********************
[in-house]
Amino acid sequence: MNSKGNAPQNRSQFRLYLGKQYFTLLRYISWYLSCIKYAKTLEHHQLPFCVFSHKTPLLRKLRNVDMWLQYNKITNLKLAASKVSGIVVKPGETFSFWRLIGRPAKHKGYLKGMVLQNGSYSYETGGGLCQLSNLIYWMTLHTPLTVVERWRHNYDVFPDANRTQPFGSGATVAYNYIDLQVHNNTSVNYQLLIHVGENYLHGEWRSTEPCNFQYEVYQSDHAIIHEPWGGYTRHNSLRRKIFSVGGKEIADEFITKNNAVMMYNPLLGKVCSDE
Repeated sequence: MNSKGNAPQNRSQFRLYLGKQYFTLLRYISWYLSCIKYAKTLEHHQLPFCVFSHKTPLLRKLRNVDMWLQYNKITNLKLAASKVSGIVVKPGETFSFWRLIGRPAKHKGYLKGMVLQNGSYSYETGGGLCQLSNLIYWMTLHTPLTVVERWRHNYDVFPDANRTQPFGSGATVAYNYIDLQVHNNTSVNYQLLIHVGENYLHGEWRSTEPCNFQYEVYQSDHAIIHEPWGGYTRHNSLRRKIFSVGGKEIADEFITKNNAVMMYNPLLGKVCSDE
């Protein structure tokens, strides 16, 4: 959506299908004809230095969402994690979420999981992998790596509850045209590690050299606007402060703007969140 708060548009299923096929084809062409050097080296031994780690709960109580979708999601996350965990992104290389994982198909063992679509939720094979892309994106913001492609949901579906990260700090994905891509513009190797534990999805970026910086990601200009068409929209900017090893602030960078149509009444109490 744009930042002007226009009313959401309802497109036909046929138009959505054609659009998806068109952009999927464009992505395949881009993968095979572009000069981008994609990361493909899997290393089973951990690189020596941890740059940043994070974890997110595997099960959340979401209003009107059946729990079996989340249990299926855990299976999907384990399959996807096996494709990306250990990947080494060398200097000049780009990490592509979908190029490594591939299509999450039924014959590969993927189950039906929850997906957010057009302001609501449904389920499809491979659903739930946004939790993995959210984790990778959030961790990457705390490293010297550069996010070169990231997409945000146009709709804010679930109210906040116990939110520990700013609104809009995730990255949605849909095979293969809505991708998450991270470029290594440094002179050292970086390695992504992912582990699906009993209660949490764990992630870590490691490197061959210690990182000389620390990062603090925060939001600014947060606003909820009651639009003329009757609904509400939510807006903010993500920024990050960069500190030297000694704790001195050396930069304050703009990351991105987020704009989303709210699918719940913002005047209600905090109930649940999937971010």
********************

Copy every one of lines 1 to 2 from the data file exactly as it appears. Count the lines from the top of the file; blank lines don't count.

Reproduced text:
[in-house]
Amino acid sequence: MNSKGNAPQNRSQFRLYLGKQYFTLLRYISWYLSCIKYAKTLEHHQLPFCVFSHKTPLLRKLRNVDMWLQYNKITNLKLAASKVSGIVVKPGETFSFWRLIGRPAKHKGYLKGMVLQNGSYSYETGGGLCQLSNLIYWMTLHTPLTVVERWRHNYDVFPDANRTQPFGSGATVAYNYIDLQVHNNTSVNYQLLIHVGENYLHGEWRSTEPCNFQYEVYQSDHAIIHEPWGGYTRHNSLRRKIFSVGGKEIADEFITKNNAVMMYNPLLGKVCSDE